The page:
The witty "It's All Downhill" name checks his compatriots Joe Ely, John Hiatt and Guy Clark (they toured as part of a singer/songwriter package together). The name check is more than tip of the hat to these other soulful singer/songwriters as he also thanks them in the credits. There's no doubt that Lovett's peers gave him feedback on the songs he composed for this album. Clark himself makes a guest appearence on "South Texas Girl" one of the songs with the strongest country flavor.

While this album doesn't break any new ground in terms of the sound or style (clearly Lovett has found his niche sound and it works well for him), it's ultimately the quality of the songs themselves that sells "It's Not Big It's Large". Packaged in a digipak holder with a booklet featuring lyrics, this is a strong album from Lovett.
-Wayne Klein
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35 of 39 people found the following review helpful By Terry Mathews on August 28, 2007
Format: Audio CD
Have just listened to one run through of the new CD, but it's incredible and even if you're new to Lyle's music, you'll fall under his impressive storytellling charms. He's in a class by himself ... and with good reason.

I'm partial to ALL DOWNHILL because Lovett talks about Joe Ely, John Hiatt and Guy Clark ... and about the surprise that success sometimes brings and the uncertainty every performer must deal with from time to time. He also tips his hat to his former neighbor, Robert Earl Keen, by putting AIN'T NO CANE, one of the songs they learned together back in the late 70s on the CD.

Clark opens and closes SOUTH TEXAS GIRL, a great waltz across Texas. Wow.

UP IN INDIANA will give you something to think about ... "Hell don't care and Heaven knows, I'm Up in Indiana Where the tall corn grows."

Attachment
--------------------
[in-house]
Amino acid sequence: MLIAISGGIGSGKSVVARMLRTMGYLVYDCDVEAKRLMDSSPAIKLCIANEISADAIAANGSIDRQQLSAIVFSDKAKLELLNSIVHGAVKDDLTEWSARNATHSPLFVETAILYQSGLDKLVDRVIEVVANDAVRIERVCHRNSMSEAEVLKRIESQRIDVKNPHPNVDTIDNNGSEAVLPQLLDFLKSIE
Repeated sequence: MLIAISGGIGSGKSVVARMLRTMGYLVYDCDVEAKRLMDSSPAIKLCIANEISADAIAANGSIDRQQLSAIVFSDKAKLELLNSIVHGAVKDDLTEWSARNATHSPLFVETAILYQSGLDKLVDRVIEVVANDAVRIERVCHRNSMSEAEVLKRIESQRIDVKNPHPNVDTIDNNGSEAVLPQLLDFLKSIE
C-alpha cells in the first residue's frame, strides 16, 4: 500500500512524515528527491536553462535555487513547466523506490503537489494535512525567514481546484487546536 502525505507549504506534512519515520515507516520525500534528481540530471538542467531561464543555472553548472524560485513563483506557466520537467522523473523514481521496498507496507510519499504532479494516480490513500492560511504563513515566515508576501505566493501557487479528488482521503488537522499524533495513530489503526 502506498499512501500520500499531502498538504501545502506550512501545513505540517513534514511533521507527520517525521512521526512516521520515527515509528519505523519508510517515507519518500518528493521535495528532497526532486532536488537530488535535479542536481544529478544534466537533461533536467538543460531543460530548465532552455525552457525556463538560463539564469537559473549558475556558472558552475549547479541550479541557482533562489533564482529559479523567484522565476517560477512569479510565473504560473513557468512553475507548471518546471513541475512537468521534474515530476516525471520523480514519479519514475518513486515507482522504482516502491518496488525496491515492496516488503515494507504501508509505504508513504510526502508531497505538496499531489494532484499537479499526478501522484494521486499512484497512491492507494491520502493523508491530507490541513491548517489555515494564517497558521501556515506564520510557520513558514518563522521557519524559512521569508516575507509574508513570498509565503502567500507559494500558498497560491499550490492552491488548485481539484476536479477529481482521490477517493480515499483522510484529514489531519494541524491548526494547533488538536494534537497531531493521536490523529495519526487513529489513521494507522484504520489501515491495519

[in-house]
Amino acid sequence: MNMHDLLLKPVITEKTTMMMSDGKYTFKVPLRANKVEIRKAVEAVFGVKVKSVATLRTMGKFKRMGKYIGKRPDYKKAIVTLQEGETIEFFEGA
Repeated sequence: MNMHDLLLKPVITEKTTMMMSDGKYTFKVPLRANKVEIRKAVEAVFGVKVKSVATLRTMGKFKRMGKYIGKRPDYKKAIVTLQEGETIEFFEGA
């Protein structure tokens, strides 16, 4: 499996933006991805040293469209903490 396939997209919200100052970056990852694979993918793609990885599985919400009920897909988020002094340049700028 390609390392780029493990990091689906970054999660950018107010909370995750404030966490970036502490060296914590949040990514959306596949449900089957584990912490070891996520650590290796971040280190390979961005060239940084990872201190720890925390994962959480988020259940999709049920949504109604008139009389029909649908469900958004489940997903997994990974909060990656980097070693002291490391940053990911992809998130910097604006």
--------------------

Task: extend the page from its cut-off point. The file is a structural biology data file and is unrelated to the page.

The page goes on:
NO BIG DEAL is also vintage Lovett. It harkens back to his 1998 cover Willis Alan Ramsey's SLEEPWALKING. This one is a little bit country, a lot smooth jazz licks and just a barrel of fun.

Lyle takes a more somber approach to I WILL RISE UP and AIN'T NO MORE CANE, surrounding himself with some great gospel voices .... this is some powerful stuff.

DON'T CRY A TEAR is a tender goodbye to a loved one .... It begins with what sounds like an aboriginal didgeridoo, the deep reverberation of a single bass note .... But there are echos of Beethoven's "Ode to Joy" throughout the song, so it must be a celebration of life, rather than a sad dirge ... lovely. Just lovely.

TICKLE TOE reminds me of the Tonight Show band, coming back after a commerical break. Happy notes. Very happy notes.

The final two cuts are acoustic versions of AIN'T NO MORE CANE and UP IN INDIANA ...
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17 of 18 people found the following review helpful By Stephen M. John on August 31, 2007
Format: Audio CD
"It's Not Big It's Large" will be a breath of fresh air to any Lyle Lovett fan, starved for new music from the gifted Texan, who had been an insanely original blend of not quite country, not quite jazz and not quite blues. Lyle has not had a new release since 2003's "My Baby Don't Tolerate," his first release on the Lost Highway label. "Tolerate" was a solid, if unspectacular effort that managed to peak at #7 on the C&M charts largely because of the re-release of two earlier Lovett standards, "San Antonio Girl" and "The Truck Song" as well as the lively "Cute as a Bug."

Lovett had four definitive efforts from 1986 to 1996, "Pontiac," " Lyle Lovett and His Large Band," "Joshua Judges Ruth" and "The Road to Ensenada" before veering off in a different direction, one that I tolerated (no pun intended) because it was Lyle but a direction I did not like nearly as well. "It's Not Big" represents a return to that early 90's Lovett sound that I found to be so original and refreshing.
Lovett's Large Band was always tight, and this CD is no different.

Returning from "Ensenada" are the backbone of the Large Band, bass player Vicktor Krauss, guitarists Mitch Watkins and Dean Parks, cello player John Hagan, mandolin player Sam Bush, drummer Russ Kunkle, Matt Rollings on keys and the sweet harmonies of Sweet Pea Atkinson and Francine Reed. These performers have lost nothing and continue to form a sweet blend of blues, jazz and country that almost no one else I know can pull off.

This CD had me hooked from the opening riffs of Tickle Toe, which takes you back to the jazz influences of 1989's Lyle Lovett and His Large Band. "Make it Happy" will remind you of "Church" from the "Joshua" album.